This is a time of bittersweet for me. Over the last ten years, Easter is often the first holiday after a death; my grandmother, my father's mother and Jibril-in the same year, one right after the other-and my mother. Sometimes, it's been somber, or the mere specter of the death hangs about like the metaphoric elephant in the room that everyone knows is there, but no one wants to talk about. Once, maybe twice, there's been unspoken acceptance at what's come to pass. There's always drinks, because that's just how we roll.
In the last three years, it's been the first holiday after a birth. My nephew, so shortly after my mother's passing was the first. Not so much being used as a balm, but it certainly helped make the occasion happier than I worried it would be. This year, as of just a few days back, my niece was born, because, despite the fact there are over seven billion of us little fucking miracles on the planet, my sister and Whitie decided one more wouldn't hurt, and, after all, their genetic material is that much more superior. My father is pleased, getting his mess of grandbabies. With there being three of them now, he jokes he can get rid of my brother, sister, and I.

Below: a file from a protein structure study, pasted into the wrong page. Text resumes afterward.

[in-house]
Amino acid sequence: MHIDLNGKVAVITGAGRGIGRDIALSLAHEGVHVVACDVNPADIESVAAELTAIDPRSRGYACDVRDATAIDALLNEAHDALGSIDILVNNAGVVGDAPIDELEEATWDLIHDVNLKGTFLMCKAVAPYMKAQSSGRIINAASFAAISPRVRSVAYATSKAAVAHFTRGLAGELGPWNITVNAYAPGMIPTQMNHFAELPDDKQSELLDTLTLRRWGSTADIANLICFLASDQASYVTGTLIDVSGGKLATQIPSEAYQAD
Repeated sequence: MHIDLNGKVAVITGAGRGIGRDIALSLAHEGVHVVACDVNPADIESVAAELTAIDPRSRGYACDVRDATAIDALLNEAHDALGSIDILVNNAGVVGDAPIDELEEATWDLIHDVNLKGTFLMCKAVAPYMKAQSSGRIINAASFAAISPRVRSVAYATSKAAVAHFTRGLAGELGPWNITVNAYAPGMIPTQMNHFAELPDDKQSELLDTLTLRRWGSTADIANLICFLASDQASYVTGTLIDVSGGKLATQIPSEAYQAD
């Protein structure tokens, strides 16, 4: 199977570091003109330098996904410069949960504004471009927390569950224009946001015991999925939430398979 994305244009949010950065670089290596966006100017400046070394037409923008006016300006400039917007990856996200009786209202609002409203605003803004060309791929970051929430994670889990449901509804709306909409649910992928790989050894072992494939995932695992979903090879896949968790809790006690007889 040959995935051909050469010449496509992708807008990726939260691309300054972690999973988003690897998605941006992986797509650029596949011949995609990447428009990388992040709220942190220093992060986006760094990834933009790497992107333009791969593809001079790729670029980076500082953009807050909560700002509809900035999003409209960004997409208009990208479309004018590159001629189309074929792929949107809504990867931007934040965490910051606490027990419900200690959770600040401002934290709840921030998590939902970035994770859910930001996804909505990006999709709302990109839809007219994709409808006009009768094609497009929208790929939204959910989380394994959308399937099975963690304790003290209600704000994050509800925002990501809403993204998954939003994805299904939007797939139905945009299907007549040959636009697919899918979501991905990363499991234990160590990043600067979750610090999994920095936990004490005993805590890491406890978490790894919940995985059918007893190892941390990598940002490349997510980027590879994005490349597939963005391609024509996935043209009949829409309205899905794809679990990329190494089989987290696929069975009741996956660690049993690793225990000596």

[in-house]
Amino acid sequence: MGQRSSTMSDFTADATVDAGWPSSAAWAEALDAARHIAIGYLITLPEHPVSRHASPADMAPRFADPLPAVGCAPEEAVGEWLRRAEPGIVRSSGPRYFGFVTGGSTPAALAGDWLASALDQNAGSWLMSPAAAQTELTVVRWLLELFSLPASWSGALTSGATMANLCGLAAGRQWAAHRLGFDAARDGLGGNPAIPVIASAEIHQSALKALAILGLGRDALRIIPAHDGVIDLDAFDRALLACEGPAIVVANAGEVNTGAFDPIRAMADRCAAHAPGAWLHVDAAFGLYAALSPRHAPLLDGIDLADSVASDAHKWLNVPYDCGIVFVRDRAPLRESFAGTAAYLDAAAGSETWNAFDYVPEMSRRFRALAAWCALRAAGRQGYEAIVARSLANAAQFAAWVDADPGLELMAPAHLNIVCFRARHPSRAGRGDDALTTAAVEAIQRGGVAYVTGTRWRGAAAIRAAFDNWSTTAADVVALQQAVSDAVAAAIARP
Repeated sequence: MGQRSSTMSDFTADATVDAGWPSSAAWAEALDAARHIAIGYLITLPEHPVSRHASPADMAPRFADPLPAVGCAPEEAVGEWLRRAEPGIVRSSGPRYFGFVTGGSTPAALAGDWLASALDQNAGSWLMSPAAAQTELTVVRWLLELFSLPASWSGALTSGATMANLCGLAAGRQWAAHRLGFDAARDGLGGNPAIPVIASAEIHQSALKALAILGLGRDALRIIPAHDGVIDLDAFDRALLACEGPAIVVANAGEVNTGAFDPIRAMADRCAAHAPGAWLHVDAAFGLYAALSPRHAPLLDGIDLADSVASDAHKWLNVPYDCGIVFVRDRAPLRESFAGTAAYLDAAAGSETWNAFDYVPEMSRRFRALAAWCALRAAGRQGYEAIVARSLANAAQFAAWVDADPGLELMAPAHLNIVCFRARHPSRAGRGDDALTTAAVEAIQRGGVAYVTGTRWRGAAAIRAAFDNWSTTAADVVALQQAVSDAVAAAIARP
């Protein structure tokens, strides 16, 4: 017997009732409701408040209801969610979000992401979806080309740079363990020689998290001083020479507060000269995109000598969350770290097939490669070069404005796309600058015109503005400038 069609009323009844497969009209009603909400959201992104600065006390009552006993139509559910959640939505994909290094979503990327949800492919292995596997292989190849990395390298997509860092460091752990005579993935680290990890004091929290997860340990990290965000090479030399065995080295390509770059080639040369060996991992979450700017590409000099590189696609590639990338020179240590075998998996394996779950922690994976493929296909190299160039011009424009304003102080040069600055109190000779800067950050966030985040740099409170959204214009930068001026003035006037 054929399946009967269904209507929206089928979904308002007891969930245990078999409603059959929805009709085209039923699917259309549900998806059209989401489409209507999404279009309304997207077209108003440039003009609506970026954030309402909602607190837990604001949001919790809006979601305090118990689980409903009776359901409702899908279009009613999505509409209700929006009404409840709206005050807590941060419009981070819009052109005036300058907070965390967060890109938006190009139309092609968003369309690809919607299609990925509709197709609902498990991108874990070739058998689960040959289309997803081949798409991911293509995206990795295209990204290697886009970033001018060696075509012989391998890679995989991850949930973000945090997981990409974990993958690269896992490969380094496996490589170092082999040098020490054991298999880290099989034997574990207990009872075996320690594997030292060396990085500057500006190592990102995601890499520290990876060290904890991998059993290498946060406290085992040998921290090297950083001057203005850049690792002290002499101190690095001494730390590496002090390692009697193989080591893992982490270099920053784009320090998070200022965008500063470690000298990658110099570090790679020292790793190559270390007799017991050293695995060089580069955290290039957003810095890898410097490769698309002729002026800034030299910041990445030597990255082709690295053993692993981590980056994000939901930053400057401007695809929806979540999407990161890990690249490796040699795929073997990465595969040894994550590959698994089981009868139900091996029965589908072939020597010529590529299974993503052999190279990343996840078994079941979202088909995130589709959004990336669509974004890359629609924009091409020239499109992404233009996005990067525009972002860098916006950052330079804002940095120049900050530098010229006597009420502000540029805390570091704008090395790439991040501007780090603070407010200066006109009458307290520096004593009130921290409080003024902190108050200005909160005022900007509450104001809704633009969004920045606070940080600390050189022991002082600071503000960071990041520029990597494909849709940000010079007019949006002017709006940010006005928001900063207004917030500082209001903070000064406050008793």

Perhaps, with this motif of life and death that seems to have occurred over recent Easters, one of my friends, of whom recently became born again-the first time didn't work out, although, with some of the things he's presently going through, this second time around has been less than spectacular, but that's another story-would say this is a manifestation of the legends of death and resurrection, which was made popular with various Mediterranean deities, such as Osiris and Dionysus, and has been in fashion for the last two millennia via mythological carpenter's kid name Yeshua bin Joseph. I'd argue such a theory is just an example of the Confirmation Bias. Although, to be fair, I've had my own moments of seeing omens, when it was just that psychological phenomena made manifest, thus another reason I constantly question and seek objective reality.
Looking at what it is, we'll be coming down the hill to visit my father. He's making prime rib instead of lamb-what the fuck is wrong with that man?-this year. My brother will be there, and perhaps my daughter, if she can escape her mother's family for a bit. We just might see my sister and Whitie, with my nephew and niece in tow, but we don't bet on it. There will be blues and drinks, because that's just how we roll.
I'll of course think of the dead. That's just the way of it. Those conversations I'll never get to have. Stories and memories forever lost.
There is, however, the living. Words we can still share and memories to yet to be made. It is from them that the seeds of new stories are sown, and that sweetens any lingering bitterness.